A STRAY dog that was left for dead following a road accident is helping a County Durham vets to treat other stricken animals.
Molly, a three-year-old Lurcher, was nursed back to health by staff at Prince Bishop Veterinary Hospital after she was carried into the surgery in Leadgate, Consett, by a police officer, following an accident.
She needed extensive surgery for a fractured hind leg, cuts and lacerations– and she also lost a litter of puppies she was carrying through all the trauma of the accident.
Thanks to the kindness and skill of vets and nurses, Molly, now three, made a full recovery after the accident two years ago, and now has a loving home with veterinary nurse Sarah Mawson after unsuccessful appeals to find her owner.
Molly’s story is now helping to highlight Prince Bishop Vets’ new Stray Fund so the practice can continue to help to treat animals in desperate need.
She is among dozens of sick, injured, lost and abandoned dogs, cats, hedgehogs, bats, rabbits and other wildlife brought into Prince Bishop Vets’ surgeries in Leadgate and Crook for emergency treatment every year – and no animal is ever turned away.
Now the practice is launching a Stray Fund to meet the cost of treatment, and collecting tins will be placed on the reception counter at both surgeries, while anyone reunited with their lost pet or adopting a stray will also be invited to make a donation.
Veterinary Nursing Assistant Kieran Mennell, who came up with the idea for the Stray Fund, said: “We have a lot of lost and stray pets and sick or injured wildlife handed in every year, and Molly is sadly typical of some of the cases we see.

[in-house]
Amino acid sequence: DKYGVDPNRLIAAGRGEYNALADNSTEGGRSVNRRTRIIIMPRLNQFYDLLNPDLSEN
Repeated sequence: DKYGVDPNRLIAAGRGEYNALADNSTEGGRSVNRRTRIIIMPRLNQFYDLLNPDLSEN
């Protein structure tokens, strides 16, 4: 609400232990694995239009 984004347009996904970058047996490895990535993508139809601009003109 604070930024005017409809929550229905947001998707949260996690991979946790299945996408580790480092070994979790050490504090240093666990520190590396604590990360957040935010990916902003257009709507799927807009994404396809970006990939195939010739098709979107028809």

“We get a lot of cats and dogs, which have either been lost or abandoned, that are handed in by members of the public. We try to trace their owners but, unfortunately, not every animal has a home to go back to.
“Owners who are reunited with a lost pet will often offer the practice a donation towards the care they received, which gave us the idea for setting up a Stray Fund, so we are able to treat those animals in need when they come through our doors.”
Other stray pets that have been helped by Prince Bishop Vets include Oliver, a kitten, handed in at the practice.
After initially being fostered by a member of staff and given flea and worm treatment, Oliver was handed over to the Blue Cross and has been rehomed by Francesca Carr and daughters, Naomi, 13, Martha, 10, and eight-year-old Eliza, from Stanley.
Ms Carr said: “Oliver is a very welcome and very lively addition to our family, and it’s wonderful that we have been able to rehome a stray kitten.
“The Stray Fund sounds like a great idea to help cats like him, which are handed in.”
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